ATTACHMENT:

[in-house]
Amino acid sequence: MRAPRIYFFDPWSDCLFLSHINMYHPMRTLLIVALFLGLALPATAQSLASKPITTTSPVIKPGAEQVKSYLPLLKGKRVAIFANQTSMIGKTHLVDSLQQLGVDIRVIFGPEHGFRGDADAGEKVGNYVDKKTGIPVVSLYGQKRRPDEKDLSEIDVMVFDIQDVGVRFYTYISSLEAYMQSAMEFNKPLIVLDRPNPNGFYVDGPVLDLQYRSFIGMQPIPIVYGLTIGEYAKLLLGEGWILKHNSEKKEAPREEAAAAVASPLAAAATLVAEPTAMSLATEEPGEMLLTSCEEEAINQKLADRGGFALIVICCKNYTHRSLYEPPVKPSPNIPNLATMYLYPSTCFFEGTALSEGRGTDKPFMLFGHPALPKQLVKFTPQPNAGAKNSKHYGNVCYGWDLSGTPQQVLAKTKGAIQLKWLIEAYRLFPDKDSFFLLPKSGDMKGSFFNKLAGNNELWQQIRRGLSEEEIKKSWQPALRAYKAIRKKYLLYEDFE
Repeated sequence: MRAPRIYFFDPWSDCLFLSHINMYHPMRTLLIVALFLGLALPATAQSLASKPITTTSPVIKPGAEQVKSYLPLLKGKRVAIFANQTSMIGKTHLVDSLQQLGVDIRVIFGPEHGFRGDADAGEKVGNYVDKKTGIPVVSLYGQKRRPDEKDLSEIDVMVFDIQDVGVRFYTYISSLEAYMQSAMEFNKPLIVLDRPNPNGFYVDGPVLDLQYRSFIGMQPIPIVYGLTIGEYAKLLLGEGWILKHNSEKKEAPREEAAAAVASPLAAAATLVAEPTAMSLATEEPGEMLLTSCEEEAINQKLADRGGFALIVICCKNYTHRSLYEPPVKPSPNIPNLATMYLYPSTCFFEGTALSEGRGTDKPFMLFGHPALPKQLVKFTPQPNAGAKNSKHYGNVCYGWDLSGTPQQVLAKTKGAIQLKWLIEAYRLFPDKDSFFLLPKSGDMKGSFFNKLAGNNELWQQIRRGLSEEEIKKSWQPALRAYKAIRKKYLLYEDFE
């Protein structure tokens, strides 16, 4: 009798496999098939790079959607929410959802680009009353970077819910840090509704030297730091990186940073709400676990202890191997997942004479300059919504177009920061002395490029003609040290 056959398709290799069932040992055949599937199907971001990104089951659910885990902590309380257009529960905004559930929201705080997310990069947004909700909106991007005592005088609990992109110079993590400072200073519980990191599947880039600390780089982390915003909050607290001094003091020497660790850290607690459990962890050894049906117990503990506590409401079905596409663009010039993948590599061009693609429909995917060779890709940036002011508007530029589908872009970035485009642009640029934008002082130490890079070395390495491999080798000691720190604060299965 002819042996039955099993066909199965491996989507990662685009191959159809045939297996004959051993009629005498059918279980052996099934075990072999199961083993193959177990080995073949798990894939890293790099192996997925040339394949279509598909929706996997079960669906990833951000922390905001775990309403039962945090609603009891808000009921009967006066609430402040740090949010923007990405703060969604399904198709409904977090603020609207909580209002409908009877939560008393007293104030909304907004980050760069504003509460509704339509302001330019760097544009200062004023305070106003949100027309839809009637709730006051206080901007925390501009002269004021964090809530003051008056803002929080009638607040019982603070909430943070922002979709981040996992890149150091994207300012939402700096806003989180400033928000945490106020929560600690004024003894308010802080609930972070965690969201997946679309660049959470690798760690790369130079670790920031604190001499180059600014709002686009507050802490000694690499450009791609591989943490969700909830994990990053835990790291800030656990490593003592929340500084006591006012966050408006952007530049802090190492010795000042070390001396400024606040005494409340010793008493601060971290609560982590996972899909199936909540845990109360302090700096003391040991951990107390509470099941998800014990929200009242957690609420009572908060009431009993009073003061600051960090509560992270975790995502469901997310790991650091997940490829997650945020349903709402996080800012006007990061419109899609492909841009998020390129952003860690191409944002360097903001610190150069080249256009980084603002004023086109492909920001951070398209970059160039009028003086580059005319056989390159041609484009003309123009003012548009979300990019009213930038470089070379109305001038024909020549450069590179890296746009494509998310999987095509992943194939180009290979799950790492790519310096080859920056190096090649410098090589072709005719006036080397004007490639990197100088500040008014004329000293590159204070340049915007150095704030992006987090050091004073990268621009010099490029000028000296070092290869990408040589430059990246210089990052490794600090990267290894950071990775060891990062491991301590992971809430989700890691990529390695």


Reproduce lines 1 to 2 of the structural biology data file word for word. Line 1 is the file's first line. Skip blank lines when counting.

[in-house]
Amino acid sequence: MRAPRIYFFDPWSDCLFLSHINMYHPMRTLLIVALFLGLALPATAQSLASKPITTTSPVIKPGAEQVKSYLPLLKGKRVAIFANQTSMIGKTHLVDSLQQLGVDIRVIFGPEHGFRGDADAGEKVGNYVDKKTGIPVVSLYGQKRRPDEKDLSEIDVMVFDIQDVGVRFYTYISSLEAYMQSAMEFNKPLIVLDRPNPNGFYVDGPVLDLQYRSFIGMQPIPIVYGLTIGEYAKLLLGEGWILKHNSEKKEAPREEAAAAVASPLAAAATLVAEPTAMSLATEEPGEMLLTSCEEEAINQKLADRGGFALIVICCKNYTHRSLYEPPVKPSPNIPNLATMYLYPSTCFFEGTALSEGRGTDKPFMLFGHPALPKQLVKFTPQPNAGAKNSKHYGNVCYGWDLSGTPQQVLAKTKGAIQLKWLIEAYRLFPDKDSFFLLPKSGDMKGSFFNKLAGNNELWQQIRRGLSEEEIKKSWQPALRAYKAIRKKYLLYEDFE